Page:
Map of Nice
Their votes ensured the monopoly of municipal power held for decades by the right-wing dynasty, whose corruption was finally exposed in 1990 when mayor Jacques Médecin fled to Uruguay. He was finally extradited and jailed. Despite the disappearance of 400 million francs of taxpayers' money, public opinion remained in his favour. From his Grenoble prison cell, Médecin, who had twinned Nice with Cape Town at the height of South Africa's apartheid regime, backed the former National Front member and close friend of Jean-Marie Le Pen, Jacques Peyrat, in the 1995 local elections. Peyrat won with ease, and, re-elected in 2001, he has lately made no secret of his desire to have the new public prosecutor, Eric de Montgolfier who made his reputation fighting white-collar crime and political corruption removed from his post, before his investigations into the Riviera underworld put yet another city magistrate into prison.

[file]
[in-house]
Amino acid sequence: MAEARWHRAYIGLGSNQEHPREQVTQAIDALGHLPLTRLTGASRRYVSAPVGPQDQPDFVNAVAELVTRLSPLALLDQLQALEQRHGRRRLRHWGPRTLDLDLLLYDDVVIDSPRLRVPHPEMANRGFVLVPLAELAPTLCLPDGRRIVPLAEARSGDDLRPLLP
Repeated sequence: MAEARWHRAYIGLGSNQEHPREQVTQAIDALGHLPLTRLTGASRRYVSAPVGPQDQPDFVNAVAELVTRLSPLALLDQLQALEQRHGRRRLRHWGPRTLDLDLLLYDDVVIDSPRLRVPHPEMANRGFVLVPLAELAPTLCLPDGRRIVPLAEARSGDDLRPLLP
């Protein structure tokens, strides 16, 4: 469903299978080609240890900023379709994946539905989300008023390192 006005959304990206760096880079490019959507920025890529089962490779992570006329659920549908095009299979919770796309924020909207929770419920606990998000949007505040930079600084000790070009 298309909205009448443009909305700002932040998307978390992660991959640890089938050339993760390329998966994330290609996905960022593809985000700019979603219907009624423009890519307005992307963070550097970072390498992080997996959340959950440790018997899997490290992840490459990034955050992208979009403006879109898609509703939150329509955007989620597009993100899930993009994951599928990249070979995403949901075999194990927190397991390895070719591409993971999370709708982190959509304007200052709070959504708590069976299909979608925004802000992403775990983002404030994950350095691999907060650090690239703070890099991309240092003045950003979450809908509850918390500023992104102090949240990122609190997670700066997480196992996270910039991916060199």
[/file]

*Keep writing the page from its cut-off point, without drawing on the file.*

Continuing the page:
Politics apart, Nice has other reasons to qualify it as one of the more dubious destinations on the Riviera: it's a pickpocket's paradise; the traffic is a nightmare; miniature poodles appear to be mandatory; phones are always vandalized; and the beach isn't even sand. And yet Nice still manages to be delightful. The sun and the sea and the laid-back, affable Niçois cover a multitude of sins. The medieval rabbit warren of the old town, the Italianate facades of modern Nice and the rich, exuberant, fin-de-siècle residences that made the city one of Europe's most fashionable winter retreats have all survived intact. It has also retained mementos from its ancient past, when the Romans ruled the region from here, and earlier still, when the Greeks founded the city. In addition, its bus and train connections make Nice by far the best base for visiting the rest of the Riviera.
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